The expanding finfish aquaculture sector is underpinned by the production of juvenile fish from hatcheries. Survival of fish larvae through to the juvenile stage and the quality of juveniles are important bottlenecks to the supply of juveniles for industry. Research projects are available to examine the roles of the larval rearing environment and genetics on fish survival and quality. Topics include: understanding and managing the microbial flora in marine fish larval culture; investigating the skeletal development and structure of juveniles from different genetic families; and exploring the impacts of tank wall colour and light on survival and quality.

For more details on this project, or to discuss other research interests, please contact Associate Professor Jennifer Cobcroft (Jennifer.cobcroft@jcu.edu.au).

Tourist behaviour and Asian tourism

Dr. Jenny Panchal

Dr. Panchal’s research interests lie broadly on tourist behaviour and Asian tourism, but she is also interested in specific forms of tourism such as spa and wellness tourism, slum tourism and luxury travel, especially in the Asian context. Available HDR projects include an in-depth study of Southeast Asian spa and wellness tourism which intends to look into historical, anthropological and psychological aspects of the evolution and future trajectory of this industry, along with understanding slum tourism in various parts of Asia through the lens of positive psychology.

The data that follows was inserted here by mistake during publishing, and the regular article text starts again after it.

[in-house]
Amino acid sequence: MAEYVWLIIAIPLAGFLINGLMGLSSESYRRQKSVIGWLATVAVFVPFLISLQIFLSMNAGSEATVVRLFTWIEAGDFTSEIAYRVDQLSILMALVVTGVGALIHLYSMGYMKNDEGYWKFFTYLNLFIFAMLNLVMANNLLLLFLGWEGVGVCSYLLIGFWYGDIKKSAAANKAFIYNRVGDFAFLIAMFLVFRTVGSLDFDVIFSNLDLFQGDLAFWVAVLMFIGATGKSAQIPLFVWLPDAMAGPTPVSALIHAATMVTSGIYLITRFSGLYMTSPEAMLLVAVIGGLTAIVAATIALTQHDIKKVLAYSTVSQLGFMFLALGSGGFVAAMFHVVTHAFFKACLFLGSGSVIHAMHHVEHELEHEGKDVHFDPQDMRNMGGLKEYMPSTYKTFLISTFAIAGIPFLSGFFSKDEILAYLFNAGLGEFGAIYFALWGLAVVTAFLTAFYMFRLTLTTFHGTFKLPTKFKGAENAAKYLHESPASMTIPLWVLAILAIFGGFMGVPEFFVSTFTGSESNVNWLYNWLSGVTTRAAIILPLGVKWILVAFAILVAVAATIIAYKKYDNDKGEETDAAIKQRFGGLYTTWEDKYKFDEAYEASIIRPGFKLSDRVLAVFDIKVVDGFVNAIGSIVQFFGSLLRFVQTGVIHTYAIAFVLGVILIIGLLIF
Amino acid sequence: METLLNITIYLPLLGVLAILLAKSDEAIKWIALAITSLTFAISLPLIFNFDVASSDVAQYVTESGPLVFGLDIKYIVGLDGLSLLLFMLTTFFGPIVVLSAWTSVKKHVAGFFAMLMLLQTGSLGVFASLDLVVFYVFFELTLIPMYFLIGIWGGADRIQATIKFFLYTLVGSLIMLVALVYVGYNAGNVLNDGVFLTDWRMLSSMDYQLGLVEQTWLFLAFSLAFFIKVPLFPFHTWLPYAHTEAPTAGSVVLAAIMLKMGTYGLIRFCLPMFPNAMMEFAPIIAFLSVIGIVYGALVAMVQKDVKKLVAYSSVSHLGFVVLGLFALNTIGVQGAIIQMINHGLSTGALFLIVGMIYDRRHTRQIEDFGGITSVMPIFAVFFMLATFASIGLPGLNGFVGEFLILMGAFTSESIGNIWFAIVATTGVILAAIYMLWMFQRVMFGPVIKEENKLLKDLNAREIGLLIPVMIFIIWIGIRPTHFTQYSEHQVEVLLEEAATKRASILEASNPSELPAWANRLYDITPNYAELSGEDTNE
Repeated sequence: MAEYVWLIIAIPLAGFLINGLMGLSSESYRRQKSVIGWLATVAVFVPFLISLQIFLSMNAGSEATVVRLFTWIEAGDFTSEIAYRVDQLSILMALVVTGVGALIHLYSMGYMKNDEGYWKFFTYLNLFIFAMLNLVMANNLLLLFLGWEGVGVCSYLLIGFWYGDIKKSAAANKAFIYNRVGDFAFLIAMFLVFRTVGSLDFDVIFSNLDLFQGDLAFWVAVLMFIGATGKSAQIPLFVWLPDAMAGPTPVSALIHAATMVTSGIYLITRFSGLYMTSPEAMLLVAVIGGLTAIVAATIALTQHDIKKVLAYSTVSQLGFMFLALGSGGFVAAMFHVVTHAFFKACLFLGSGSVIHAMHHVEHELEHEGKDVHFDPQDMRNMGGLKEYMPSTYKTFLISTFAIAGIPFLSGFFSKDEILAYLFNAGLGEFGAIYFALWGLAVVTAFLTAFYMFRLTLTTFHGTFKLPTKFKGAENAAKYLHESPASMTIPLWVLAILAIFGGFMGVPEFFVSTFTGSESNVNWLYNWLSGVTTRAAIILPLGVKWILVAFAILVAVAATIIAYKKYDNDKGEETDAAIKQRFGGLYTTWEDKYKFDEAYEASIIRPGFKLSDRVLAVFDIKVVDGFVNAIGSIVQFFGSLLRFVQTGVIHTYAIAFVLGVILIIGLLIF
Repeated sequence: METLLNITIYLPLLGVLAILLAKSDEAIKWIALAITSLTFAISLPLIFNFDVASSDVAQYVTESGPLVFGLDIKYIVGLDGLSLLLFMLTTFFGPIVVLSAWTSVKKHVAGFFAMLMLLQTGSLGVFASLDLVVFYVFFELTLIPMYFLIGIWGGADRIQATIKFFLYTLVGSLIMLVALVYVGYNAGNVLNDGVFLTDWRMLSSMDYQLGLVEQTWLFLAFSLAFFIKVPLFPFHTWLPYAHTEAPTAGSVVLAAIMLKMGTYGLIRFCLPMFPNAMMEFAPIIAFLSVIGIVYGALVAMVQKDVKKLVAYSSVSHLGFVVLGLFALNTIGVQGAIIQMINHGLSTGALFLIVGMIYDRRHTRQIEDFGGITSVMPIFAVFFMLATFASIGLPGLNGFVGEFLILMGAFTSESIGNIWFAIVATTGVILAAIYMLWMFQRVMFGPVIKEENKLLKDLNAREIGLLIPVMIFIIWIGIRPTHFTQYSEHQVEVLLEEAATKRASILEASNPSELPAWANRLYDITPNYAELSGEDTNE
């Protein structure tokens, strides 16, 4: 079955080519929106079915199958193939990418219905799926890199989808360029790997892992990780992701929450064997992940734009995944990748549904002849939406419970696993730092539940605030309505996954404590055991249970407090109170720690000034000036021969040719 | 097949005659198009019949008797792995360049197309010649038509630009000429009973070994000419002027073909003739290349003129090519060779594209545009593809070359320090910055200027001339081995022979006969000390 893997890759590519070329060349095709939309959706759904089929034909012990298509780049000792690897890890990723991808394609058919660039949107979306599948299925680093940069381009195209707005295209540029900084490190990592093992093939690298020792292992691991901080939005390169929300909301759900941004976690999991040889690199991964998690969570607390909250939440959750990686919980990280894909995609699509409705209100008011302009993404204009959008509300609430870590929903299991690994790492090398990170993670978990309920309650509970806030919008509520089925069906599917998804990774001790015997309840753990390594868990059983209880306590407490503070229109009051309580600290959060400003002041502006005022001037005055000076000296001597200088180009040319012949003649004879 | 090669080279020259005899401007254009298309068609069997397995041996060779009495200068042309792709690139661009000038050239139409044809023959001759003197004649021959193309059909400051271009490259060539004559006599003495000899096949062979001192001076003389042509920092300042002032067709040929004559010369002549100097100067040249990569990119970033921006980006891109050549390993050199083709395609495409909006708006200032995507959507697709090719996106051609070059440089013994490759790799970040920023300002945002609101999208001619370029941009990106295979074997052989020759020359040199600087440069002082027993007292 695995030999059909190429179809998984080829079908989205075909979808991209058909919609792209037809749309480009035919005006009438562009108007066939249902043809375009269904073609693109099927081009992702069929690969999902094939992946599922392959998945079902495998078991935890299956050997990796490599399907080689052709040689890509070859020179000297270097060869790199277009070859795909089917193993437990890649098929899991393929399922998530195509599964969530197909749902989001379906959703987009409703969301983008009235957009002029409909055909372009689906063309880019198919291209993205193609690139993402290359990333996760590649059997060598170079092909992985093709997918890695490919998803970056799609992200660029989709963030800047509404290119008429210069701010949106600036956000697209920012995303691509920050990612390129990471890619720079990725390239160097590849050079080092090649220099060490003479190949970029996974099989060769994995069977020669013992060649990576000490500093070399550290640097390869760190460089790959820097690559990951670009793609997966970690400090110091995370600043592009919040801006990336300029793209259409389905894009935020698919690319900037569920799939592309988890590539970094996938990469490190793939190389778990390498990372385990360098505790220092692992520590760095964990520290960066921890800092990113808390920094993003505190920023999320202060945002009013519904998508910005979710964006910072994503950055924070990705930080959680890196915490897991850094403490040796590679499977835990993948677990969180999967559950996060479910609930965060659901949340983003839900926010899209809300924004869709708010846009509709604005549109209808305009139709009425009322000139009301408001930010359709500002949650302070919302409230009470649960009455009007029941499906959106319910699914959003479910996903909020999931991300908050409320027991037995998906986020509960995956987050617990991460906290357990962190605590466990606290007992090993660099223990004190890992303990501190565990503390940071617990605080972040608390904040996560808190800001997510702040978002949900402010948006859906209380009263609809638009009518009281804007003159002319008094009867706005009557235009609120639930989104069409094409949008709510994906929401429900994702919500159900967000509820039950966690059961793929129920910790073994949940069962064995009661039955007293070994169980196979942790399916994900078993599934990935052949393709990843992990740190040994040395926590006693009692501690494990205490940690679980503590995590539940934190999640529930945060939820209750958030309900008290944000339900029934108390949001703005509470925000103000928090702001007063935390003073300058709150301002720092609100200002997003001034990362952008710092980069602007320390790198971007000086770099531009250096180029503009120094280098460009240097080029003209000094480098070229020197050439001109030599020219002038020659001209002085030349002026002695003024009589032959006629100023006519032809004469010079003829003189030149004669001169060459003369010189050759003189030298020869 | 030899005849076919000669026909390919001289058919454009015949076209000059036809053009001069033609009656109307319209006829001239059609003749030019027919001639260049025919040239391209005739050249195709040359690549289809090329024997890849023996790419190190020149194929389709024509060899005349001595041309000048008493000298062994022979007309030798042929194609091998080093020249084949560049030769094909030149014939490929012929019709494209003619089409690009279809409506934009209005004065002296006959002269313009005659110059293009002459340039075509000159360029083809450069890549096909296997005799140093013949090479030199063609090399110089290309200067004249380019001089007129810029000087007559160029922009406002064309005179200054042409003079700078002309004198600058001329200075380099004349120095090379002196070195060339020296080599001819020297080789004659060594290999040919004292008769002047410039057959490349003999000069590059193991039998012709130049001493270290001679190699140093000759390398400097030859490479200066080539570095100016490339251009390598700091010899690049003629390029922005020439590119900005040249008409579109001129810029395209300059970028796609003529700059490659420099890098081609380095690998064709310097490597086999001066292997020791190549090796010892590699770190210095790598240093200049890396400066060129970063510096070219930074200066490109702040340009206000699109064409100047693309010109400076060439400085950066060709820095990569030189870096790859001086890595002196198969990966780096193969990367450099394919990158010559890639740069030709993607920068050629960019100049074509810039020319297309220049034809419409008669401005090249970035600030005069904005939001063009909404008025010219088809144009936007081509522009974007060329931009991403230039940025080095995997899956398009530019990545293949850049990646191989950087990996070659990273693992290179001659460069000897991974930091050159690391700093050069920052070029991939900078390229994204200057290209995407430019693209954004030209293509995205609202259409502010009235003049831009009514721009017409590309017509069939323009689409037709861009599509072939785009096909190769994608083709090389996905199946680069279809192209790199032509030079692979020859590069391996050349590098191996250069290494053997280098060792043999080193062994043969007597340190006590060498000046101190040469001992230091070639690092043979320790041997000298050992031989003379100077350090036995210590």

For more details on this project, or to discuss other research interests, please contact Dr Jenny Panchal (jenny.panchal@jcu.edu.au).

Cognitive psychology

Dr. Lidia Suárez

Lidia Suárez is a senior lecturer in Psychology and registered research supervisor at James Cook University Singapore. She received her MSSC and PhD from the National University of Singapore. Her research interests are cognitive psychology (including psycholinguistics, second language acquisition, bilingualism, and the effects of music training on working memory) and clinical psychology (quality of life, suicidal ideation, interpersonal relationships, problem-solving appraisal, and measurement validation). Lidia is a member of the Language Research Centre at the Cairns Institute, the Association for Psychological Science, and the Society for the Teaching of Psychology.
For more details on this project, or to discuss other research interests, please contact Dr Lidia Suárez (lidia.suarez@jcu.edu.au).

Bank performance, financial markets, income inequality

Dr. Thanh Nguyen

Dr Nguyen's research interests and where there are possible student research projects fall into three broad categories:
a) Bank performance
b) Stock market
c) Income inequality

Bank performance: one of Dr Nguyen's research interests focuses on the issue of bank performance and how efficient and productive banks are compared to other banks in the same country. Moreover, there is the question of whether commercial banks in one country are more efficient, more productive and more innovative in reducing costs and increasing profit than banks in other countries. Furthermore, she has research interests in understanding the association between competition and performance, and between competition and bank risk. 

Stock market: The second research area aims to address the important issues in relation to the determinants of stock market integration, portfolio diversification, and the interrelationships between stock markets.